What can Marcus Rashford learn from Kylian Mbappe?
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On a chilly Tuesday night at Old Trafford, Manchester United were humbled. Paris Saint-Germain showed their true class, even without both Neymar and Edinson Cavani. It was Kylian Mbappe's moment. He truly delivered.
Before the game, the obvious Marcus Rashford/Mbappe comparison came to the fore. After the first leg, that talk stopped. Immediately. Red Devils fans got to witness the sheer brilliance of Mbappe, who's rapidly emerging as one of the world's best.
This isn't a knock on Rashford, either. The Mancunian is a wonderfully gifted player in his own right. It's just that Mbappe is already on the world-class level. Aged just twenty. That's borderline insane. PSG's star man has already won trophies galore, including a Ligue 1 title and a World Cup crown. Having played 144 club games while scoring 75 goals in that time is ridiculous. He was still a teenager until a month ago.
Rashford has played ten games more, he's also a full year older. He's scored 42 club goals. That's 33 less than his French counterpart. Where I will give Rashford some leeway is the fact that he's often chopped and changed his position. He's now working under his third United manager; both Louis van Gaal and most notably, Jose Mourinho, used United's #10 more sparingly than everyone would have liked. Mbappe was the main man at AS Monaco. I think it's more than fair to say he's on the way to earning that title in Paris.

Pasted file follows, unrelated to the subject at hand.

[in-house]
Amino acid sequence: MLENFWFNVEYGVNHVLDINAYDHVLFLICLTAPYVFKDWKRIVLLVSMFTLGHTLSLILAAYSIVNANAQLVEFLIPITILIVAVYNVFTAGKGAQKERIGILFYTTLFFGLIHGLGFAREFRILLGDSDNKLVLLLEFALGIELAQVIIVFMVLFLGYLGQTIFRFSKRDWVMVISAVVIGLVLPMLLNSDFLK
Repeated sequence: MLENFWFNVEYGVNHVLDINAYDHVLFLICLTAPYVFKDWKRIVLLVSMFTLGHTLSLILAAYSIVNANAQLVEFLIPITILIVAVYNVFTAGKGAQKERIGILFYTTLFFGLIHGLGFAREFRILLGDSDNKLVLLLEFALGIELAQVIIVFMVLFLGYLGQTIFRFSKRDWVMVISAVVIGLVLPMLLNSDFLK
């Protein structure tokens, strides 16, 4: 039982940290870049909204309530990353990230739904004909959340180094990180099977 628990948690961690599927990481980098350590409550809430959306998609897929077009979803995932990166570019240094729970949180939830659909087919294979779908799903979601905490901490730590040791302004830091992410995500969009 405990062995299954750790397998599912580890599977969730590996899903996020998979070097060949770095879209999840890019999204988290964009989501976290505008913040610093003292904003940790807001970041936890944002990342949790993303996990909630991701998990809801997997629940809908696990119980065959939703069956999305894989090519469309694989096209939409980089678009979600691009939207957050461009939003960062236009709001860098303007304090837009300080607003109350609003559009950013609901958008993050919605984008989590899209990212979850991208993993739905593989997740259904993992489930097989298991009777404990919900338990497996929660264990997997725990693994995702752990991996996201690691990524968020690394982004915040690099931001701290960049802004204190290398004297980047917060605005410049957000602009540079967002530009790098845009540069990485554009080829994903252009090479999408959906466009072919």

In the head-to-head battle between Mbappe and Rashford, it wasn't just the fact that the former got himself on the score-sheet. Despite being a year younger, the Frenchman looked nerveless. His first half was a relatively quiet one. He didn't touch the ball anywhere near enough. At that point, the game was still level. Mbappe knew his moment would come, that's the difference between the very good and the elite.
After one smart, speedy, darting run into the penalty box, United's defence was carved open. Mbappe's first-time finish, sweeping the ball past the best goalkeeper in the business, was precision and striking intelligence at its finest.
Up the other end, Rashford began to look flustered. The ball started bouncing off him. The passes weren't coming off, the runs in-behind looked more forced. When you're down it's easy to get frustrated. It doesn't help that all the pace around him had headed down the tunnel due to injuries. Juan Mata's hardly a speed demon while Alexis Sanchez looked like he was trudging through mud. But, then again, Mbappe had to play the full game without his two finest attackers, Rashford had to cope for 45 minutes, at home. The Englishman couldn't break through, the Frenchman could.
It's true that one moment separates the pair. The margins at the world-class level are so minuscule. Can Rashford get there? Absolutely. Is Mbappe the better player right now? Certainly. Simply put, Mbappe is an athletic freak of nature. Rashford's wonderful in his own right, but it's just not fair to compare him to someone who could well become one of the greatest to ever play this sport.